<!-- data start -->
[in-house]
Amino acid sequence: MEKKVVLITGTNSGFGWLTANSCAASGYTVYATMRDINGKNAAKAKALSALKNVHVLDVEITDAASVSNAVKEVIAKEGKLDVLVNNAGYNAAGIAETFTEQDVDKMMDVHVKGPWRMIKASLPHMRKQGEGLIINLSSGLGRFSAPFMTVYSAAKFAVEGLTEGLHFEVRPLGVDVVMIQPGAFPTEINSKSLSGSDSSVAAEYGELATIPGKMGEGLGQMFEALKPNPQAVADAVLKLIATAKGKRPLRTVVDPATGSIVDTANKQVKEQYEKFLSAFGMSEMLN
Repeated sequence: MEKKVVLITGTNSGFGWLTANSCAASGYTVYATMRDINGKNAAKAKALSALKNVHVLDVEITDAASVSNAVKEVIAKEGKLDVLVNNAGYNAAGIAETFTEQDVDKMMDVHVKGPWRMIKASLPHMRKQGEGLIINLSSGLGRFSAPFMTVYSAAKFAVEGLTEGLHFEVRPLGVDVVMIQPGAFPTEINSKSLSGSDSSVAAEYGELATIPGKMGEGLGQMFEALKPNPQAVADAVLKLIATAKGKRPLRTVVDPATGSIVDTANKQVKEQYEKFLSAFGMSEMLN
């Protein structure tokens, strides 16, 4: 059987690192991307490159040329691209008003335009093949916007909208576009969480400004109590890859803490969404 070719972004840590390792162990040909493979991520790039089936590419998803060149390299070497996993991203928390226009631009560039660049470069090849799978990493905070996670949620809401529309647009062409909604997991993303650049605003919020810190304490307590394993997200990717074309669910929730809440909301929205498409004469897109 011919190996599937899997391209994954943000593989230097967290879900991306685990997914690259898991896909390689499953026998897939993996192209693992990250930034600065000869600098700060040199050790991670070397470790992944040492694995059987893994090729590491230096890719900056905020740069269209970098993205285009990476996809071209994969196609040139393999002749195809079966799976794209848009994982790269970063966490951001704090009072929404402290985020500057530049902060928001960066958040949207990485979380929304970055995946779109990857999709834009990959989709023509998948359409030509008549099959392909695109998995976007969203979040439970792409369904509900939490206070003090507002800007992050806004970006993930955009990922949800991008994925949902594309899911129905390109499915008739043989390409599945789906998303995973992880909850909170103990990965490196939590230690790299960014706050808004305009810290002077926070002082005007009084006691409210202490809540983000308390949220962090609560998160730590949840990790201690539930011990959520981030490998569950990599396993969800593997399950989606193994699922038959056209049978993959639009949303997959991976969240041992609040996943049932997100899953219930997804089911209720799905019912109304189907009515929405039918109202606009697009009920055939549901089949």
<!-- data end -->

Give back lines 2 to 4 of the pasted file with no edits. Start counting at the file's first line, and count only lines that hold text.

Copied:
Amino acid sequence: MEKKVVLITGTNSGFGWLTANSCAASGYTVYATMRDINGKNAAKAKALSALKNVHVLDVEITDAASVSNAVKEVIAKEGKLDVLVNNAGYNAAGIAETFTEQDVDKMMDVHVKGPWRMIKASLPHMRKQGEGLIINLSSGLGRFSAPFMTVYSAAKFAVEGLTEGLHFEVRPLGVDVVMIQPGAFPTEINSKSLSGSDSSVAAEYGELATIPGKMGEGLGQMFEALKPNPQAVADAVLKLIATAKGKRPLRTVVDPATGSIVDTANKQVKEQYEKFLSAFGMSEMLN
Repeated sequence: MEKKVVLITGTNSGFGWLTANSCAASGYTVYATMRDINGKNAAKAKALSALKNVHVLDVEITDAASVSNAVKEVIAKEGKLDVLVNNAGYNAAGIAETFTEQDVDKMMDVHVKGPWRMIKASLPHMRKQGEGLIINLSSGLGRFSAPFMTVYSAAKFAVEGLTEGLHFEVRPLGVDVVMIQPGAFPTEINSKSLSGSDSSVAAEYGELATIPGKMGEGLGQMFEALKPNPQAVADAVLKLIATAKGKRPLRTVVDPATGSIVDTANKQVKEQYEKFLSAFGMSEMLN
């Protein structure tokens, strides 16, 4: 059987690192991307490159040329691209008003335009093949916007909208576009969480400004109590890859803490969404 070719972004840590390792162990040909493979991520790039089936590419998803060149390299070497996993991203928390226009631009560039660049470069090849799978990493905070996670949620809401529309647009062409909604997991993303650049605003919020810190304490307590394993997200990717074309669910929730809440909301929205498409004469897109 011919190996599937899997391209994954943000593989230097967290879900991306685990997914690259898991896909390689499953026998897939993996192209693992990250930034600065000869600098700060040199050790991670070397470790992944040492694995059987893994090729590491230096890719900056905020740069269209970098993205285009990476996809071209994969196609040139393999002749195809079966799976794209848009994982790269970063966490951001704090009072929404402290985020500057530049902060928001960066958040949207990485979380929304970055995946779109990857999709834009990959989709023509998948359409030509008549099959392909695109998995976007969203979040439970792409369904509900939490206070003090507002800007992050806004970006993930955009990922949800991008994925949902594309899911129905390109499915008739043989390409599945789906998303995973992880909850909170103990990965490196939590230690790299960014706050808004305009810290002077926070002082005007009084006691409210202490809540983000308390949220962090609560998160730590949840990790201690539930011990959520981030490998569950990599396993969800593997399950989606193994699922038959056209049978993959639009949303997959991976969240041992609040996943049932997100899953219930997804089911209720799905019912109304189907009515929405039918109202606009697009009920055939549901089949």